Saturday, May 26, 2012


“We have been trained to feed men, not with Christ, the Bread of Life, but rather with apologetic arguments…All philosophy, all theology that is vitally aware of its place in the true order of things, aspires to enter the cloud around the mountaintop where man may hope to meet the Living God. All true learning should therefore be alive with the sense of its own limitations and with the instinct for a vital experience of reality which speculation alone cannot provide… Any knowledge that pretends to offer us a clear and precise concept of God is inferior to the obscure experience of Him in the union produced by infused love. If we attribute too much power to our clear ideas of God, we will end up by making ourselves a god in our own image out of those clear ideas. If we do not grant concepts any power to tell us the truth about God, we will cut off all possible contact between our minds and Him”…Thomas Merton, “The Ascent to Truth”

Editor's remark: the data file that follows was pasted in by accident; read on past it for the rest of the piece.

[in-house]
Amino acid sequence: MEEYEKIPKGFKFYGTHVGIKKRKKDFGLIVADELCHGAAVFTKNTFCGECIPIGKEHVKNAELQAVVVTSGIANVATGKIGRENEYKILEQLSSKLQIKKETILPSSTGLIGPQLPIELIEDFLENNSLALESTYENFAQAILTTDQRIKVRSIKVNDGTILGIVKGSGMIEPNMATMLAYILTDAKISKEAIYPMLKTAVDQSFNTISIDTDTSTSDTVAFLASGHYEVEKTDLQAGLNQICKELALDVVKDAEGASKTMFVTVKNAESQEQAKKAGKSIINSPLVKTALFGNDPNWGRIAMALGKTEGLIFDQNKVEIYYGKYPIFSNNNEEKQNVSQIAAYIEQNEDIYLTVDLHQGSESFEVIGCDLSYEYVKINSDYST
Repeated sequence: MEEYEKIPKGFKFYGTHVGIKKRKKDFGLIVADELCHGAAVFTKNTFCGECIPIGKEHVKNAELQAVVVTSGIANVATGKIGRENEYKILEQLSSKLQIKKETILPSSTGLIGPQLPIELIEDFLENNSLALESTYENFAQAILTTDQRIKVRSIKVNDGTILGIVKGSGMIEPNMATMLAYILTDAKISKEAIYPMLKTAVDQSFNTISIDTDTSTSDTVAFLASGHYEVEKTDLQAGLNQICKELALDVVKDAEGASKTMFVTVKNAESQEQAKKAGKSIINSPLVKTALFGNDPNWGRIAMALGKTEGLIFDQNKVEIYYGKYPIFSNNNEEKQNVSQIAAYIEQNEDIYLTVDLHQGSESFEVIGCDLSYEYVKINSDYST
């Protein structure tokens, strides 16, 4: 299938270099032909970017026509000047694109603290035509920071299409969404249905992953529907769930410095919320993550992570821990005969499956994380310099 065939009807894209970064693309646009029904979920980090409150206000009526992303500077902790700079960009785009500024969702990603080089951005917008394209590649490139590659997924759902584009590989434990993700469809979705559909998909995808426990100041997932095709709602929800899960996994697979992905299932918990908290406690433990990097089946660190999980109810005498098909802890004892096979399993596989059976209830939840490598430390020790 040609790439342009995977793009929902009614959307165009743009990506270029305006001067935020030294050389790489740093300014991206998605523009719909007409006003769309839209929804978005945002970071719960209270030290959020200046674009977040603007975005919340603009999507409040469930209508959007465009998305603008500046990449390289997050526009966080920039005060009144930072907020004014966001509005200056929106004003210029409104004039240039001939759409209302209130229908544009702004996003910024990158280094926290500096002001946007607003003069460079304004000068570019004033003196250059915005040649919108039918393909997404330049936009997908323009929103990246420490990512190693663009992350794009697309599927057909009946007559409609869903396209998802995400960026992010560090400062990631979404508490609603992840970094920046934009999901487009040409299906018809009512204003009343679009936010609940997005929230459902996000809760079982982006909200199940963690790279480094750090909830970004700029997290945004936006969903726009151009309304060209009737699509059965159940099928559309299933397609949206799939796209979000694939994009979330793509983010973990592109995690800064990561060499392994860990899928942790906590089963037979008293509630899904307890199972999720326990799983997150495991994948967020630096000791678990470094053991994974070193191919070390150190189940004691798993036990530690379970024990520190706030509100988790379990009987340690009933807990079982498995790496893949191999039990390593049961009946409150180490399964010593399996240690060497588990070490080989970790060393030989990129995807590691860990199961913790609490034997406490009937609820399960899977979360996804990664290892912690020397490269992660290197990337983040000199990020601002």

Way back in 1951, Thomas Merton wrote in one of his many books, “The Ascent to Truth”, that the only thing that could save the world from complete moral collapse was spiritual revolution and that Christianity, by its very nature, demanded such revolution. The only hindrance to the latter, according to him, was the need for its members to live what they profess to believe. Was he talking about life style, what we do or do not do, an “old-time holiness” legality wherein we are made “sanctified and separated” from the “world”? When he states that, in order to accomplish any semblance of success in such task, we must be “vitalized by the supernatural power of His grace”, it is obvious to me that the Trappist monk speaks of Christ “in” me. While we need definitions, words to help us attempt any sort of understanding in the matter, yet we must learn that He, alone, breathes life into them, indeed is the very fullness of what they mean to us. Jesus conquered death and the grave, taking up residence with us via the Holy Ghost; and what we, as well as the world, need to see is not our faith in terms of some denominational, doctrinal credo, but the reality of that fact. Is it a stumble down the path? Yes! Yet who doesn’t know that our humanity remains involved in the process? What works, in spite of that, is humility and honesty coupled with the affirmation of His presence as we go…..

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